Sucking Insects That Affect Vegetable Plants
Pest Management Fact Sheet #5039
James F. Dill, Pest Management Specialist
Clay A. Kirby, Insect Diagnostician
The mouthparts of sucking insects are specialized for piercing and sucking. These pests damage plants by inserting their mouthparts into plant tissue and removing the juices. Heavily infested plants become yellow, wilted, deformed or stunted, and may eventually die. Some sucking insects inject toxic materials into the plant while feeding, and some transmit disease organisms. Some prime examples of piercing-sucking insect pests of vegetables are:
Aphids: Aphids are small, soft-bodied insects. They range in color from black to green to yellow. Their numbers can greatly increase over a relatively short time period. They may cover the entire surface of a leaf or stem. They can be vectors of plant viruses. Encourage natural predators, such as ladybird beetles or lacewing larvae, to reduce their numbers. Lacewing eggs can be purchased from seed companies. The lacewing eggs soon hatch and provide good aphid control. Aphids can be washed off from plants with a garden hose. Chemical options for controlling aphids include insecticidal soap, horticultural oil, neem oil, or malathion.
Leafhoppers: Leafhoppers are small, green, wedge-shaped insects that attack many garden, forage and fruit crops. They suck out plant juices causing yellowing, leaf-curling and stunting. They also transmit several disease organisms, especially those associated with bacterial yellows. Use pyrethrins or carbaryl (Sevin®) as a control.
Stink bugs: Stink bugs comprise a family (Pentatomidae) of ‘true bugs’ in the order Hemiptera that feed on the fruit of a wide range of plants including beets, beans, pears, squash, tomatoes and corn, causing the fruit to become shriveled and deformed. The most common species attacking home gardens are the green stink bug and the brown stink bug. Hand-picking may lower numbers sufficiently for damage control. To control, use pyrethrins or carbaryl (Sevin®).
Tarnished plant bugs: Tarnished plant bugs (family Miridae) feed on the leaves of many plants, causing them to curl, reducing growth, and transmitting diseases. These bugs also deform apples and cause corky, deformed strawberries. To control, use pyrethrins or malathion.
Squash bugs: Mature squash bugs (family Coreidae) are about an inch long and are gray-black in color. While still immature, they are strikingly colored with white and black. Squash bugs suck juice from the leaves and stems of squash, pumpkins, melons and related plants, and thus spread disease. Hand-picking may be effective. Leaving boards or shingles out overnight between the rows of cucurbits is a way to “harvest” squash bugs. The bugs tend to use the boards and shingles for cover. They can easily be gathered from under such items and disposed of early in the morning. Eggs can be scraped off the foliage with one’s thumbnail. Insecticide options include insecticidal soap or carbaryl (Sevin®).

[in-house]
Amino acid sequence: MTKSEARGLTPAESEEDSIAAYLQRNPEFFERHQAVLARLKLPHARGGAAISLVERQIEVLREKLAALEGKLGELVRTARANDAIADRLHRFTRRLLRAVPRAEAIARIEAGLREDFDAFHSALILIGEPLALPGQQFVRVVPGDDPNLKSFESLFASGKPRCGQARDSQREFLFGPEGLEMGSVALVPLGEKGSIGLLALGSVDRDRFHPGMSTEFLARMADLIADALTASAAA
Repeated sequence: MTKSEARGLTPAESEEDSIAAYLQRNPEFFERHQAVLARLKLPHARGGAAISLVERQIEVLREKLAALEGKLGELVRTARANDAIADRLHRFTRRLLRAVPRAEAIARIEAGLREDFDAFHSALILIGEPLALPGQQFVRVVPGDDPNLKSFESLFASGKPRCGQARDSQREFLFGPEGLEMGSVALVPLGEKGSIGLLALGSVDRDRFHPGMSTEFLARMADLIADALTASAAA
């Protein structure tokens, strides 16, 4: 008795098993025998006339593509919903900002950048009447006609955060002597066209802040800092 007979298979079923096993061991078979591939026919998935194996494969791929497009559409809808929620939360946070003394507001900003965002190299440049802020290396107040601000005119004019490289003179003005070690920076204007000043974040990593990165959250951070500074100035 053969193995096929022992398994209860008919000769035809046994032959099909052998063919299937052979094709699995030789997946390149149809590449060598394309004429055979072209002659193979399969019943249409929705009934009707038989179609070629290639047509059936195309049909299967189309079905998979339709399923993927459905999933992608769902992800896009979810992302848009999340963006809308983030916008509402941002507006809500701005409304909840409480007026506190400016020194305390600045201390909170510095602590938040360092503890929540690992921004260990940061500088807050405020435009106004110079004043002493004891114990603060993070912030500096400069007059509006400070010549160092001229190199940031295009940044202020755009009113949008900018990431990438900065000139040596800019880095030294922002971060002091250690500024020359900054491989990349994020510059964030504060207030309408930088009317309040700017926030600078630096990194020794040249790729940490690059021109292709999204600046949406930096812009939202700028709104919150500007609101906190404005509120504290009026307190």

Thrips: Thrips are minute insects that feed on pollen and tender plant tissues. They typically hide in the cracks and crevices of leaf buds, junctures, and flowers. They rasp the tissue and suck up the exuding sap. Leaves take on a silvery appearance after the thrips have fed on them, and plants become stunted and deformed. Thrips are usually a pest of seedling plants but may attack plants in any stage, especially gladioli, onions and blueberries. Neem oil, horticultural oil, spinosad and pyrethrins are options for thrips management.
Spider mites: Spider mites are not insects, but are closely related to ticks. They suck out juices from leaves and stems, causing plants to become deformed or have a bronze or yellow appearance. Hot and dry weather favors their development and survival. Heavy infestations can cause leaf and flower bud-drop and death of the plant. Use insecticidal soap or neem oil to control spider mites.
A hand vac can be used for small-sized pests. Control of sucking insects with insecticides is often difficult because of their capacity to reproduce rapidly. Also, they may quickly develop resistance to the chemicals when only materials with the same mode of action are used repeatedly. Often a blast of water from a garden hose will knock the pests off the plants, and very rarely do they find their way back to them again before falling victim to the elements or to natural predators.
Observe the waiting periods listed on the labels for insecticides (number of days from application to harvest).
If possible, protect bees by spraying only in late afternoon or evening, and by not spraying plants when flowers are present.
When Using Pesticides
ALWAYS FOLLOW LABEL DIRECTIONS!
Pest Management Unit
Cooperative Extension Diagnostic and Research Laboratory
17 Godfrey Drive, Orono, ME 04473-1295
1.800.287.0279 (in Maine)
Information in this publication is provided purely for educational purposes. No responsibility is assumed for any problems associated with the use of products or services mentioned. No endorsement of products or companies is intended, nor is criticism of unnamed products or companies implied.
© 2016 | Reviewed: 2020, 2023
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